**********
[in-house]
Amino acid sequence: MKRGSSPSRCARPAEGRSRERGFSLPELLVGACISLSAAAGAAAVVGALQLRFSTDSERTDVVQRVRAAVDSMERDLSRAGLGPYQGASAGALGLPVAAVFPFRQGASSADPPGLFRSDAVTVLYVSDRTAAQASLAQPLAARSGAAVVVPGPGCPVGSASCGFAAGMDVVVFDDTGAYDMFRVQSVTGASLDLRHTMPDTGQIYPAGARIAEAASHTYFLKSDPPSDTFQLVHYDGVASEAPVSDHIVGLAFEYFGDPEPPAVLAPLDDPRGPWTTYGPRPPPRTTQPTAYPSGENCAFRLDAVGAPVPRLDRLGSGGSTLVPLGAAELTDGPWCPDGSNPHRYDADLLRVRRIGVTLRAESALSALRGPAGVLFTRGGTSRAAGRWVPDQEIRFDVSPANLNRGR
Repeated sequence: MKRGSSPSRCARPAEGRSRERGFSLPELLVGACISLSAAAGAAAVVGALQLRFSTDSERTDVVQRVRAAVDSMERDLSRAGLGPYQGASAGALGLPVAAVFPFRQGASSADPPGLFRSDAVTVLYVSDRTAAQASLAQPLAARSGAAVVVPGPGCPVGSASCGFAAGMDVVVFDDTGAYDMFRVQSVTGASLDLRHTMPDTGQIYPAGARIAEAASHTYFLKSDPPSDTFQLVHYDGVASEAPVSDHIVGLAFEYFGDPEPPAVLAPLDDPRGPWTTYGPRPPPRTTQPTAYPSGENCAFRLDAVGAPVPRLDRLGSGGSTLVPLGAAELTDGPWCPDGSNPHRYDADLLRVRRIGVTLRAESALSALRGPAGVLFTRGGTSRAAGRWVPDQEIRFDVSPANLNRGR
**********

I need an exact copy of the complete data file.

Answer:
[in-house]
Amino acid sequence: MKRGSSPSRCARPAEGRSRERGFSLPELLVGACISLSAAAGAAAVVGALQLRFSTDSERTDVVQRVRAAVDSMERDLSRAGLGPYQGASAGALGLPVAAVFPFRQGASSADPPGLFRSDAVTVLYVSDRTAAQASLAQPLAARSGAAVVVPGPGCPVGSASCGFAAGMDVVVFDDTGAYDMFRVQSVTGASLDLRHTMPDTGQIYPAGARIAEAASHTYFLKSDPPSDTFQLVHYDGVASEAPVSDHIVGLAFEYFGDPEPPAVLAPLDDPRGPWTTYGPRPPPRTTQPTAYPSGENCAFRLDAVGAPVPRLDRLGSGGSTLVPLGAAELTDGPWCPDGSNPHRYDADLLRVRRIGVTLRAESALSALRGPAGVLFTRGGTSRAAGRWVPDQEIRFDVSPANLNRGR
Repeated sequence: MKRGSSPSRCARPAEGRSRERGFSLPELLVGACISLSAAAGAAAVVGALQLRFSTDSERTDVVQRVRAAVDSMERDLSRAGLGPYQGASAGALGLPVAAVFPFRQGASSADPPGLFRSDAVTVLYVSDRTAAQASLAQPLAARSGAAVVVPGPGCPVGSASCGFAAGMDVVVFDDTGAYDMFRVQSVTGASLDLRHTMPDTGQIYPAGARIAEAASHTYFLKSDPPSDTFQLVHYDGVASEAPVSDHIVGLAFEYFGDPEPPAVLAPLDDPRGPWTTYGPRPPPRTTQPTAYPSGENCAFRLDAVGAPVPRLDRLGSGGSTLVPLGAAELTDGPWCPDGSNPHRYDADLLRVRRIGVTLRAESALSALRGPAGVLFTRGGTSRAAGRWVPDQEIRFDVSPANLNRGR